PX14A6G 1 p426214px14a6g.htm


Notice of Exempt Solicitation








WRITTEN MATERIALS: The attached written materials are submitted pursuant to Rule 14a-6(g)(1) (the “Rule”) promulgated under the Securities Exchange Act of 1934,* in connection with a proxy proposal to be voted on at the Registrant’s 2020 Annual Meeting. *Submission is not required of this filer under the terms of the Rule but is made voluntarily by the proponent in the interest of public disclosure and consideration of these important issues.




April 26th, 2021


Dear Alphabet Inc. Shareholders,


We are writing to urge you to VOTE “FOR” PROPOSAL 5 on the proxy card, which asks our Company to provide a report regarding the nomination of a board member with civil/human expertise. The proposal makes the following request:


RESOLVED: Shareholders request that Alphabet’s Board of Directors nominate for the next Board election at least one candidate who:

has a high level of human and/or civil rights expertise and experience and is widely recognized as such, as reasonably determined by Alphabet’s Board, and
will qualify as an independent director within the listing standards of the New York Stock Exchange.


We believe shareholders should vote “FOR” the Proposal for the following reasons:


1.Alphabet’s track record on civil and human rights issues has been poor. Ample evidence suggests Alphabet’s business practices increasingly threaten civil and human rights globally. And despite some improvements around civil and human rights policy, poor enforcement of existing policies demonstrates Alphabet’s oversight is failing.


2.Alphabet’s YouTube and Google have become targets of global scrutiny from lawmakers, academics, civil and human rights groups, and the press due to the way that these platforms appear to profit from the proliferation of civil and human rights abuses online. Alphabet’s growing proximity to civil and human rights abuses poses reputational, legal, regulatory and business risk for the company and its shareholders.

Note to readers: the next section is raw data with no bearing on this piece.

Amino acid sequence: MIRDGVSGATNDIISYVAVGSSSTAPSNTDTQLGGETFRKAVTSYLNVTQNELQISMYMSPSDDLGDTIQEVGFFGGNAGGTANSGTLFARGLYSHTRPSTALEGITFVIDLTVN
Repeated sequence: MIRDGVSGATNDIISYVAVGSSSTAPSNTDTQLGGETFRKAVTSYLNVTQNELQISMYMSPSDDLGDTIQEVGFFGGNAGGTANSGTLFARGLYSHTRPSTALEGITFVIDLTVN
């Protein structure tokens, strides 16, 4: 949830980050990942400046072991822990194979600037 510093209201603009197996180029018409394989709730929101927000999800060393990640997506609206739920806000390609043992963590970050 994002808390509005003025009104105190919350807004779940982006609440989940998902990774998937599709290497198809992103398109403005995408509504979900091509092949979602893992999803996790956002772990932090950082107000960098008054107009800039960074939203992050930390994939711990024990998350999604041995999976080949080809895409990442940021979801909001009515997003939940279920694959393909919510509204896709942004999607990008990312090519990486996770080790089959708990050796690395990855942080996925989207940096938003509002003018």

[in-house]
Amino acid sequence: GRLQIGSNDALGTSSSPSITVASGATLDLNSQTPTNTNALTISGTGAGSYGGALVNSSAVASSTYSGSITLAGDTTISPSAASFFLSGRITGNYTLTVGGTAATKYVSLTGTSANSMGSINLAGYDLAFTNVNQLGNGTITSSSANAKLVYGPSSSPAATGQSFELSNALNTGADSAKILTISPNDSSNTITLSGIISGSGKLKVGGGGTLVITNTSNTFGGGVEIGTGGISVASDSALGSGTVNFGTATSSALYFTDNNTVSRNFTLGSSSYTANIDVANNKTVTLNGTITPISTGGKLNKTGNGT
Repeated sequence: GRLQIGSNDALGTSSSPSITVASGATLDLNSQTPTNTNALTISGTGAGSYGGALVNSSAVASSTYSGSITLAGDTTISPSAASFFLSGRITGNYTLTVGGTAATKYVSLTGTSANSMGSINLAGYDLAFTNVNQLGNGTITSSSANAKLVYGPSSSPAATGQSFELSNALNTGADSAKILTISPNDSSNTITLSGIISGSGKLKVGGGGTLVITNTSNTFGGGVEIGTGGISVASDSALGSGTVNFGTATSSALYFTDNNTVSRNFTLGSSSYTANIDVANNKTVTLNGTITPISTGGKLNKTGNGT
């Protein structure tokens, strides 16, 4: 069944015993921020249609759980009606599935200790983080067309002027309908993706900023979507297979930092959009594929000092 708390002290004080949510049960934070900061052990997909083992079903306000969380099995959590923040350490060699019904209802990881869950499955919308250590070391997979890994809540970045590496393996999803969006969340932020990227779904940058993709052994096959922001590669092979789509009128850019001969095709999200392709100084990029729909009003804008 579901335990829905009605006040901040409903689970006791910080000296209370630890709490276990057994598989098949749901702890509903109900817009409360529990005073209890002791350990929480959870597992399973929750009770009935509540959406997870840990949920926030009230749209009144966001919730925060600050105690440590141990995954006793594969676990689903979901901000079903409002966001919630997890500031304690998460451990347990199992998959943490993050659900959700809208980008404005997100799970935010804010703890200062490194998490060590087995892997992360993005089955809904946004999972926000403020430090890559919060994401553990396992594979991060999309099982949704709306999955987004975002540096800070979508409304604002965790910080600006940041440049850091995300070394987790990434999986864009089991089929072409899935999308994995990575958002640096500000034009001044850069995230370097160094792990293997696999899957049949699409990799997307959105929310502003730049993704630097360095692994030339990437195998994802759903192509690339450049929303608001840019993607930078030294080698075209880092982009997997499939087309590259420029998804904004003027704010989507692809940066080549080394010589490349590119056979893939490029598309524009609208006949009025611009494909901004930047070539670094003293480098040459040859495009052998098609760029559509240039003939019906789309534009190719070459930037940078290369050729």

3.Alphabet’s business model often prioritizes consumers’ attention over the protection of civil and human rights. YouTube and Google’s ability to attract views — and therefore advertising dollars— is often linked to its role in steering consumers toward racist, violent, discriminatory, rights-violating, or disinformation content. Shareholders are concerned that Alphabet’s business practices are most negatively impacting Black, Indigenous, and People of Color (BIPOC) communities worldwide, while also threatening democracy.

4.Board oversight of civil and human rights concerns is inadequate due to lack of expertise. Current board directors, including on the Audit and Compliance Committee — which is newly responsible for civil and human rights oversight — do not appear to have expertise or experience in civil or human rights. 




The Board’s Statement of Opposition:


In its statement of opposition to this proposal, the board argues that a “myriad of skills” is needed for an ideal board candidate, including human and civil rights expertise—but does not cite any such expertise on the board. At the same time, the board acknowledges how broadly human and civil rights impact Alphabet’s operations, how much work is underway, and how much more work is needed, which is exactly why the proponent believes a board member with such expertise is necessary to steward business strategy.  Moreover, the statement implies that a director with expertise in corporate governances, academic, or philanthropic matters could sufficiently oversee civil and human rights concerns, which the proponent suggests is not supported by recent history.